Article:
In developing countries with inadequate solid waste management regulations, plastic bag litter can aggravate pandemics. By blocking sewage systems and providing breeding grounds for mosquitoes and other pests, plastic bags can raise the risk of transmission of vector-borne diseases such as malaria.


As previously mentioned, plastic waste and microplastics, if ingested by fish or other marine life, can enter our food chain. Microplastics have already been found in common table salt and in both tap and bottled water. Although in recent years research on the effects of microplastics has been growing, still little is known about the exact impacts on human health.


Styrofoam products present challenging recovery dynamics, making recycling – although technically possible – often financially unviable. For instance, Styrofoam usually can't be recycled locally but must instead be transported to a centralised plant. In addition, 95% of Styrofoam is air, making it not cost-effective to store or ship for recycling purposes. Because of the porosity of foamed plastic products, cleaning such products, which are often contaminated with food or drinks, is difficult and energy-intensive, further increasing the cost of recycling.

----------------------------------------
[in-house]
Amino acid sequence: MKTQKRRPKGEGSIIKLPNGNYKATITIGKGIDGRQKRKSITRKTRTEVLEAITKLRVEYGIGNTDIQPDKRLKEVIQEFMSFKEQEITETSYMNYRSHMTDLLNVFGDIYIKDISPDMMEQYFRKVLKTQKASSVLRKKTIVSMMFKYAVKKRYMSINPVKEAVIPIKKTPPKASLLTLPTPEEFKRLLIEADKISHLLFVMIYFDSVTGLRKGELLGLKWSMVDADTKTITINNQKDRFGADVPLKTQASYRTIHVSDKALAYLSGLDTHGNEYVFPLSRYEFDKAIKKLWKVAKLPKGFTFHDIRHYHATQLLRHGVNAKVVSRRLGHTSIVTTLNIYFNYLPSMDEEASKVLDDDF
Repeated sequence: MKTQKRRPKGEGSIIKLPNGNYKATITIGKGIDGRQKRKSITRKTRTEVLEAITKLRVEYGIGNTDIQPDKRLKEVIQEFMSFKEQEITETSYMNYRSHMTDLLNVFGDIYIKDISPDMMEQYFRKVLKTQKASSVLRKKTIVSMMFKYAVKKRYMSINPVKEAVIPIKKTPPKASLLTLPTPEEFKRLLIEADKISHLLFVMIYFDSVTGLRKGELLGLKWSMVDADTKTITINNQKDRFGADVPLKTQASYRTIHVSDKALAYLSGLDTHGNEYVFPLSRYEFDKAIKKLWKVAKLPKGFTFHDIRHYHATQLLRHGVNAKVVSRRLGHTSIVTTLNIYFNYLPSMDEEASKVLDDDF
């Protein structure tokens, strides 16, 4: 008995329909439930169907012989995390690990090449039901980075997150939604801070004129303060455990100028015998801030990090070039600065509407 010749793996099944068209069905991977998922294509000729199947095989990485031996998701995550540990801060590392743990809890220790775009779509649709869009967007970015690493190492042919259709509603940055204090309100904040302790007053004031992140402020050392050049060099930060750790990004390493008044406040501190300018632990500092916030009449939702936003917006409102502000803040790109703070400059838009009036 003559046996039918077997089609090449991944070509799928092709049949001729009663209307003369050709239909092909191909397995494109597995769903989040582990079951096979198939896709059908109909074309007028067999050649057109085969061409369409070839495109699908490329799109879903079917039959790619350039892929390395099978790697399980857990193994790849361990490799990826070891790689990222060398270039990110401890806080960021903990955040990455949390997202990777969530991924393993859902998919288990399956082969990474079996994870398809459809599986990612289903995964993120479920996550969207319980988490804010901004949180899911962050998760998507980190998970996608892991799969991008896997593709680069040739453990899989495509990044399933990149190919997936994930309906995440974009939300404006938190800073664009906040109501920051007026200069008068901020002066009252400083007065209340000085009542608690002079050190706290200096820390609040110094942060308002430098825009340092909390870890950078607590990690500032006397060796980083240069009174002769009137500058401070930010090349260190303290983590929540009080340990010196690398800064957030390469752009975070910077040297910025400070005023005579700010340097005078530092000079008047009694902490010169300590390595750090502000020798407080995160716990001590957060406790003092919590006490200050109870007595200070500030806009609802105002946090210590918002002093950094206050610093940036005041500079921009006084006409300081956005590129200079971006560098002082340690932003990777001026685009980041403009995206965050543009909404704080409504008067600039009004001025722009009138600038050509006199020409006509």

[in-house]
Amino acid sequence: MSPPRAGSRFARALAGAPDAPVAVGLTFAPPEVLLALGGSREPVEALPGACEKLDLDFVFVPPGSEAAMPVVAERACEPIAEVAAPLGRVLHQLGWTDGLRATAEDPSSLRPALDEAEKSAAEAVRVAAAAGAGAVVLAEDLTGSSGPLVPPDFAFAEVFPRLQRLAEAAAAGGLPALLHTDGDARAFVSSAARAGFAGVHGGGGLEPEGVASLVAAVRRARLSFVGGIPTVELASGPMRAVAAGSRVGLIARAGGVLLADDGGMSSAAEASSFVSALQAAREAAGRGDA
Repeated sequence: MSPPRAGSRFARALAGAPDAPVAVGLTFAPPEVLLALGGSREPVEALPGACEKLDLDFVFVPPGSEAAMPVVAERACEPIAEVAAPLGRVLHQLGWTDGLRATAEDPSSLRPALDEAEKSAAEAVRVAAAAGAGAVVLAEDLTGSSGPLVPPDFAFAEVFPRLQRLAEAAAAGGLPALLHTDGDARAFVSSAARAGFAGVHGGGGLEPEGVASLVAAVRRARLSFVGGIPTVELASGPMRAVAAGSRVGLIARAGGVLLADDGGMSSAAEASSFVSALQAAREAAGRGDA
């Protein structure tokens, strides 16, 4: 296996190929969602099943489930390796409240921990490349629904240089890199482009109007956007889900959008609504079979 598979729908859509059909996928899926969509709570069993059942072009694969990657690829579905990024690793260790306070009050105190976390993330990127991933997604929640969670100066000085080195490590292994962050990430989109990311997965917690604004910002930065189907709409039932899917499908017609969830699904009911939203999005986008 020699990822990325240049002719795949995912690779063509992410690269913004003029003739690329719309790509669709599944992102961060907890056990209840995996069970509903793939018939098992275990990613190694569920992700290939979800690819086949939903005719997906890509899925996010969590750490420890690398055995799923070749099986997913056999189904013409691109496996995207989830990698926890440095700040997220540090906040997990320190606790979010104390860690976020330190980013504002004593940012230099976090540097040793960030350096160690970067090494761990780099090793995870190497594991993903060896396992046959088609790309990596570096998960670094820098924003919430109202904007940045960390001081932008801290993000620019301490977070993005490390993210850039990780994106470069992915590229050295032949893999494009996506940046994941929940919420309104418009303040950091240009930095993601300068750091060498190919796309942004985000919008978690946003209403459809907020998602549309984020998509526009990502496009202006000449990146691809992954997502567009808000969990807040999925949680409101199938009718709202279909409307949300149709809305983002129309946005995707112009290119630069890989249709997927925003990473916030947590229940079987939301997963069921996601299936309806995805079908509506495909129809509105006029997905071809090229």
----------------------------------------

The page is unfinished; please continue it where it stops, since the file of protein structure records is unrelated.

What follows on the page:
Finally, the future costs of removing all single-use plastics accumulating in the environment is estimated as higher than the costs of preventing littering today. In Europe alone, the estimated costs for cleaning shores and beaches reach €630 million per year,45 and studies suggest that the annual economic damage plastics impart on the world marine ecosystem is at least $13 billion.



Info from: United Nations Environment Programme 2018 https://wedocs.unep.org/bitstream/handle/20.500.11822/25496/singleUsePlastic_sustainability.pdf?isAllowed=y&sequence=1